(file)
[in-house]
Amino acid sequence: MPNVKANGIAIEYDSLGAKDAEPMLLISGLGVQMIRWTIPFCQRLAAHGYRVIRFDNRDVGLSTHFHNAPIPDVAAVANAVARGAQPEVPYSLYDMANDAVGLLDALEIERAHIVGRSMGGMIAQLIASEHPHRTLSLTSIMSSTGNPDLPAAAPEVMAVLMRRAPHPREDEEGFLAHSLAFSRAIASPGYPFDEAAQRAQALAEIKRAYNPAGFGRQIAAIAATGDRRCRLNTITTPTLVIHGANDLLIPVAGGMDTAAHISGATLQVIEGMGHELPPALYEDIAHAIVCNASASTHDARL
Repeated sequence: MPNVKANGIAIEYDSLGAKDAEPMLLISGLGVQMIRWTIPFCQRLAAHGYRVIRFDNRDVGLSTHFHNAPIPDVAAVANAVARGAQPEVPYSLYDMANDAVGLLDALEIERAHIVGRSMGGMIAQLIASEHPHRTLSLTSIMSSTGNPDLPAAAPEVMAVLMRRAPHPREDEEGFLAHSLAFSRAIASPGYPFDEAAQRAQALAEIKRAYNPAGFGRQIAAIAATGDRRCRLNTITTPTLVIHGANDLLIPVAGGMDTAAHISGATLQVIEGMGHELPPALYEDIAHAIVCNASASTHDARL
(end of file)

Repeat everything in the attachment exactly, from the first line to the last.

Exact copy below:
[in-house]
Amino acid sequence: MPNVKANGIAIEYDSLGAKDAEPMLLISGLGVQMIRWTIPFCQRLAAHGYRVIRFDNRDVGLSTHFHNAPIPDVAAVANAVARGAQPEVPYSLYDMANDAVGLLDALEIERAHIVGRSMGGMIAQLIASEHPHRTLSLTSIMSSTGNPDLPAAAPEVMAVLMRRAPHPREDEEGFLAHSLAFSRAIASPGYPFDEAAQRAQALAEIKRAYNPAGFGRQIAAIAATGDRRCRLNTITTPTLVIHGANDLLIPVAGGMDTAAHISGATLQVIEGMGHELPPALYEDIAHAIVCNASASTHDARL
Repeated sequence: MPNVKANGIAIEYDSLGAKDAEPMLLISGLGVQMIRWTIPFCQRLAAHGYRVIRFDNRDVGLSTHFHNAPIPDVAAVANAVARGAQPEVPYSLYDMANDAVGLLDALEIERAHIVGRSMGGMIAQLIASEHPHRTLSLTSIMSSTGNPDLPAAAPEVMAVLMRRAPHPREDEEGFLAHSLAFSRAIASPGYPFDEAAQRAQALAEIKRAYNPAGFGRQIAAIAATGDRRCRLNTITTPTLVIHGANDLLIPVAGGMDTAAHISGATLQVIEGMGHELPPALYEDIAHAIVCNASASTHDARL